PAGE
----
Wednesday, June 10, 2009

'Nightmares' is an excellent anthology film

Nightmares (1983)
Starring: Emilio Estevez, Christina Raines, Lance Henriksen, Richard Masur, Veronica Cartwright, Clare Nono, Bridgette Andersen, and James Tolkan
Director: Joseph Sargent
Rating: Seven of Ten Stars

"Nightmares" is a anthology horror movie dating from the early 1980s about which I had very fond memories.The second tale--"The Bishop of Battle"--is one that's stayed with me for the nearly 25 years since I first saw it.

Usually, one should stay away from films watched as a youngster about which one has vague but fond memories, as those memories often do not survive exposure to the jaded viewpoint of adulthood. Thankfully, watching "Nightmares" again wasn't an "innocense of youth"-destroying experience. It's never going to make anyone's Top 100 Movies list, but it's not a bad collection of horror shorts. The segments are all moodily filmed, decently acted, and furnished with nifty plot-twists and shock endings.

First up, we have "Terror in Topanga", a cautionary tale about the dangers of smoking. It centers on a woman (Raines) who is so desperate for cigarettes she heads outs to buy a pack despite the warnings of a murderous maniac on the loose. It's a fairly straight-forward retelling of a campfire spook-standard, but superior acting, excellent cinematography, and expert use of sound and musical score makes it a very effective one. The last minute twists are also well executed. Seven of Ten Stars for this one.

Second, we have the very best of the bunch. In "The Bishop of Battle", videogame junkie JJ (Estevez) becomes obsessed with beating a virtually unbeatable arcade game... with consequences far more extreme than he could have imagined. It may not be the scariest of the stories, but it's definately the most unusual. Also, for the 40-somethings in the audience, it will invoke all sorts of teenage nostalgia; the sort of arcade that JJ visits we all grew up with but they no longer exist. The story is also bouyed by fine performances by the cast members, great cinematography, and some interesting special effects. Eight of Ten Stars for "The Bishop of Battle."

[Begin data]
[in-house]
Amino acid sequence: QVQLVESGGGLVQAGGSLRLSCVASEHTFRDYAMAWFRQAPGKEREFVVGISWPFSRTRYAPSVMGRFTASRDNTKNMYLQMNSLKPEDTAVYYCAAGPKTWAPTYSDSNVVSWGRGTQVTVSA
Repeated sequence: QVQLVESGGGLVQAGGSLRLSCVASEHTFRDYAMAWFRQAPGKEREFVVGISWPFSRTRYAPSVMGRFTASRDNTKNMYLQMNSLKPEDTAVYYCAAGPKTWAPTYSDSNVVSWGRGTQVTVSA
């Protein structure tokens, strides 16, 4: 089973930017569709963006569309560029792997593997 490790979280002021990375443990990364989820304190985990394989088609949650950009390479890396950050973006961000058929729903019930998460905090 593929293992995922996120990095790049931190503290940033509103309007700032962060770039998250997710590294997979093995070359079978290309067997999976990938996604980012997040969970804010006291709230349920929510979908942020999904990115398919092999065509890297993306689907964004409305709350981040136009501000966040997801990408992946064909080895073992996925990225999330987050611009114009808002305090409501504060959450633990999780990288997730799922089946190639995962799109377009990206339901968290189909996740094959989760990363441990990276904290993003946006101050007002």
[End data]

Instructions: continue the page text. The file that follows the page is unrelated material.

The third story, "The Benediction", is the second best tale in the anthology, and it's by far the scariest. It focuses on a priest who has lost his faith (Henriksen) and who ends up in a race for his very soul with a demonic monster truck. It sounds goofy, but strong visuals--such as when the truck bursts forth from the desert floor--and more expert use of sound, music, and a top-notch performance from Henriksen keep the horror factor high. Seven of Ten Stars for "The Benediction".

The fourth and final tale, "Night of the Rat", sees a suburban family (Masur, Cartwright, and Andersen) menaced by a giant demon rat with psychic powers. I can't figure out whether this tale was intended as funny, or whether it's just so dumb that it had me laughing. (The scene with Masur blasting away at the rat to "Louie Louie" makes me think it was intended as humorous... but it barely manages to rise to the level of silly.) The lead actors in the segment all do very good jobs, and the superior soundtrack continues to elevate the proceedings, but it's still not enough to make this pig look like a princess. It's a miserable finale to another otherwise excellent film. Four of Ten Stars.

"Nightmares" is an underappreciated anthology horror picture that lovers of such films would be well-served in seeking out. (As for this writing, it is out of print and not legally avaialable for download anywhere. But in this day and age, nothing remains unavailable for long.)

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